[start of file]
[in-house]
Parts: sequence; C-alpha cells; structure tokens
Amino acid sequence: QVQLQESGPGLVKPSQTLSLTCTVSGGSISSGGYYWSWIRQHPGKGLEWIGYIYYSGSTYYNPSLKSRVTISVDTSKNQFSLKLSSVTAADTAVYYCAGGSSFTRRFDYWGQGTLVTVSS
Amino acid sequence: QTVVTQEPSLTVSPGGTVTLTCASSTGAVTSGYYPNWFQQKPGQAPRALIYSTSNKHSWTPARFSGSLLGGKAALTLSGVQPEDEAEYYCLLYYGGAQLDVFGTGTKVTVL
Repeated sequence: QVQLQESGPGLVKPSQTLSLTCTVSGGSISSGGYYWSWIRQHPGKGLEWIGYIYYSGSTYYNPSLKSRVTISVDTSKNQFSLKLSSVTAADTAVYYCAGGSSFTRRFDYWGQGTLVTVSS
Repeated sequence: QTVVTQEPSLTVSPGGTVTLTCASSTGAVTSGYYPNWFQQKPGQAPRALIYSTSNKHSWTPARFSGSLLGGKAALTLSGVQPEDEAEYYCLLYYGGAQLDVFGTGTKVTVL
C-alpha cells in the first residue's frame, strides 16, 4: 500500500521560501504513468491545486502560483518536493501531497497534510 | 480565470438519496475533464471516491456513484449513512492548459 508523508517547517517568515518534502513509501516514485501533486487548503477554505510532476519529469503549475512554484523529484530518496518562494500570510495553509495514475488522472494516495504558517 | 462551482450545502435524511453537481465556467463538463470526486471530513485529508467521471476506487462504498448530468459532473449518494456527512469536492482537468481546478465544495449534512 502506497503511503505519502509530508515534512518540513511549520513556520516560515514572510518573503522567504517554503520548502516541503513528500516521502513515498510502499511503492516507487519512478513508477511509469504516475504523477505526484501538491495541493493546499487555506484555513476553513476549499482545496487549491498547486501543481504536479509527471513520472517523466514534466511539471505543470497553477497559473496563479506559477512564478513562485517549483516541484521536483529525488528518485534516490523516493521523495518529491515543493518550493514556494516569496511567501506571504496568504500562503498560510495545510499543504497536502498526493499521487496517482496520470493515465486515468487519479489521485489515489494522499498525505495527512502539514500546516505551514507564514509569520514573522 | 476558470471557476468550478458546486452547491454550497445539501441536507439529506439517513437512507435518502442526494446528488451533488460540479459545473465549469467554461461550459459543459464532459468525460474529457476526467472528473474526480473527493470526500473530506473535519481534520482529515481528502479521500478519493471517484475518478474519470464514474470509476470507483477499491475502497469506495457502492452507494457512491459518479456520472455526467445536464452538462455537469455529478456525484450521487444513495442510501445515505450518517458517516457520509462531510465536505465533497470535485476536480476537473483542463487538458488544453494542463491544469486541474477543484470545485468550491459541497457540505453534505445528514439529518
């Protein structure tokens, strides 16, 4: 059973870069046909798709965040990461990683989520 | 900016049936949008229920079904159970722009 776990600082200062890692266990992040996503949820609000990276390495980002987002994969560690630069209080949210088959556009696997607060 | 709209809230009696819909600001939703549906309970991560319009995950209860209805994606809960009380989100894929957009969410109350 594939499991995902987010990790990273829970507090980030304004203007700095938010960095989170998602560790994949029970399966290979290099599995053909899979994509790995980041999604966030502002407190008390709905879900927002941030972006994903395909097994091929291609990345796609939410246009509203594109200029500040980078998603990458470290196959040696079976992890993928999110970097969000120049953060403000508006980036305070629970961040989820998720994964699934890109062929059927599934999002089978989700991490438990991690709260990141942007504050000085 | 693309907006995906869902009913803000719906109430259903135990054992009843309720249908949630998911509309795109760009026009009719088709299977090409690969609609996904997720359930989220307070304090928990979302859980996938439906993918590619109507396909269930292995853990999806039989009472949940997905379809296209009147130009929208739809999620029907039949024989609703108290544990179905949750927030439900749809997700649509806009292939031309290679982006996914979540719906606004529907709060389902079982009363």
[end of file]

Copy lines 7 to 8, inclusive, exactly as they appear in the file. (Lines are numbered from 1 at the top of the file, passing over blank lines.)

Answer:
C-alpha cells in the first residue's frame, strides 16, 4: 500500500521560501504513468491545486502560483518536493501531497497534510 | 480565470438519496475533464471516491456513484449513512492548459 508523508517547517517568515518534502513509501516514485501533486487548503477554505510532476519529469503549475512554484523529484530518496518562494500570510495553509495514475488522472494516495504558517 | 462551482450545502435524511453537481465556467463538463470526486471530513485529508467521471476506487462504498448530468459532473449518494456527512469536492482537468481546478465544495449534512 502506497503511503505519502509530508515534512518540513511549520513556520516560515514572510518573503522567504517554503520548502516541503513528500516521502513515498510502499511503492516507487519512478513508477511509469504516475504523477505526484501538491495541493493546499487555506484555513476553513476549499482545496487549491498547486501543481504536479509527471513520472517523466514534466511539471505543470497553477497559473496563479506559477512564478513562485517549483516541484521536483529525488528518485534516490523516493521523495518529491515543493518550493514556494516569496511567501506571504496568504500562503498560510495545510499543504497536502498526493499521487496517482496520470493515465486515468487519479489521485489515489494522499498525505495527512502539514500546516505551514507564514509569520514573522 | 476558470471557476468550478458546486452547491454550497445539501441536507439529506439517513437512507435518502442526494446528488451533488460540479459545473465549469467554461461550459459543459464532459468525460474529457476526467472528473474526480473527493470526500473530506473535519481534520482529515481528502479521500478519493471517484475518478474519470464514474470509476470507483477499491475502497469506495457502492452507494457512491459518479456520472455526467445536464452538462455537469455529478456525484450521487444513495442510501445515505450518517458517516457520509462531510465536505465533497470535485476536480476537473483542463487538458488544453494542463491544469486541474477543484470545485468550491459541497457540505453534505445528514439529518
């Protein structure tokens, strides 16, 4: 059973870069046909798709965040990461990683989520 | 900016049936949008229920079904159970722009 776990600082200062890692266990992040996503949820609000990276390495980002987002994969560690630069209080949210088959556009696997607060 | 709209809230009696819909600001939703549906309970991560319009995950209860209805994606809960009380989100894929957009969410109350 594939499991995902987010990790990273829970507090980030304004203007700095938010960095989170998602560790994949029970399966290979290099599995053909899979994509790995980041999604966030502002407190008390709905879900927002941030972006994903395909097994091929291609990345796609939410246009509203594109200029500040980078998603990458470290196959040696079976992890993928999110970097969000120049953060403000508006980036305070629970961040989820998720994964699934890109062929059927599934999002089978989700991490438990991690709260990141942007504050000085 | 693309907006995906869902009913803000719906109430259903135990054992009843309720249908949630998911509309795109760009026009009719088709299977090409690969609609996904997720359930989220307070304090928990979302859980996938439906993918590619109507396909269930292995853990999806039989009472949940997905379809296209009147130009929208739809999620029907039949024989609703108290544990179905949750927030439900749809997700649509806009292939031309290679982006996914979540719906606004529907709060389902079982009363």